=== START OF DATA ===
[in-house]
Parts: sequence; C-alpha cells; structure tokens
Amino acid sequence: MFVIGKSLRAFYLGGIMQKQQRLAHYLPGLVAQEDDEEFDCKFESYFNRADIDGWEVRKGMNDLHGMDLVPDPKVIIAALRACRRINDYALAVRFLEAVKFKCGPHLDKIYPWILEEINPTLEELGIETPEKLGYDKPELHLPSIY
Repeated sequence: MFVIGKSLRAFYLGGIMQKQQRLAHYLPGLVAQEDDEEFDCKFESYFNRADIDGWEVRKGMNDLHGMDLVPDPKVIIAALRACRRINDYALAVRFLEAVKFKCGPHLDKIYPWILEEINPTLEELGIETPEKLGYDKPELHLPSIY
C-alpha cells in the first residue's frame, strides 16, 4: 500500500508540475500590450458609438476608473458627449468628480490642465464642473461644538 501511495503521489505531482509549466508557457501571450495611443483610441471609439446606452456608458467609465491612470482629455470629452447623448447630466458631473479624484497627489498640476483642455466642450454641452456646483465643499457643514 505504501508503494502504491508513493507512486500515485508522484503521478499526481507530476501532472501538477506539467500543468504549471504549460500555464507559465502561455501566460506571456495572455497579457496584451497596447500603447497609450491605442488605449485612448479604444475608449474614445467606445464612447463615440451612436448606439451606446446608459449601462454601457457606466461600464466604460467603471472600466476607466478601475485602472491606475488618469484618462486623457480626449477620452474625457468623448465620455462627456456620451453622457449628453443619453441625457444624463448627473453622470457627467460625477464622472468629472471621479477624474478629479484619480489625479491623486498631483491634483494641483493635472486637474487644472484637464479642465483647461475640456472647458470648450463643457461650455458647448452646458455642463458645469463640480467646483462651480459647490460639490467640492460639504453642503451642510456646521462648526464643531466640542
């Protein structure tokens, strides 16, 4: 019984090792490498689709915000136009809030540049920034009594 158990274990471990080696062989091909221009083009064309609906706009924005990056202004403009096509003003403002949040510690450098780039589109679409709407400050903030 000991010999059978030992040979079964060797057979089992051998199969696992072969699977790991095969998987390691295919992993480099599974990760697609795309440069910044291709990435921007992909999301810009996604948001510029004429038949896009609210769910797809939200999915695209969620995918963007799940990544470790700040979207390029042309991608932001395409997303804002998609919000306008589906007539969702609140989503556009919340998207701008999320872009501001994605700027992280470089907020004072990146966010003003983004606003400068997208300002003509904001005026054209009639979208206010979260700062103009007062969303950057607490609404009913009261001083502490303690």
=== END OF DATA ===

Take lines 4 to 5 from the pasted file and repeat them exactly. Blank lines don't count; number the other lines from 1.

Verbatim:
Repeated sequence: MFVIGKSLRAFYLGGIMQKQQRLAHYLPGLVAQEDDEEFDCKFESYFNRADIDGWEVRKGMNDLHGMDLVPDPKVIIAALRACRRINDYALAVRFLEAVKFKCGPHLDKIYPWILEEINPTLEELGIETPEKLGYDKPELHLPSIY
C-alpha cells in the first residue's frame, strides 16, 4: 500500500508540475500590450458609438476608473458627449468628480490642465464642473461644538 501511495503521489505531482509549466508557457501571450495611443483610441471609439446606452456608458467609465491612470482629455470629452447623448447630466458631473479624484497627489498640476483642455466642450454641452456646483465643499457643514 505504501508503494502504491508513493507512486500515485508522484503521478499526481507530476501532472501538477506539467500543468504549471504549460500555464507559465502561455501566460506571456495572455497579457496584451497596447500603447497609450491605442488605449485612448479604444475608449474614445467606445464612447463615440451612436448606439451606446446608459449601462454601457457606466461600464466604460467603471472600466476607466478601475485602472491606475488618469484618462486623457480626449477620452474625457468623448465620455462627456456620451453622457449628453443619453441625457444624463448627473453622470457627467460625477464622472468629472471621479477624474478629479484619480489625479491623486498631483491634483494641483493635472486637474487644472484637464479642465483647461475640456472647458470648450463643457461650455458647448452646458455642463458645469463640480467646483462651480459647490460639490467640492460639504453642503451642510456646521462648526464643531466640542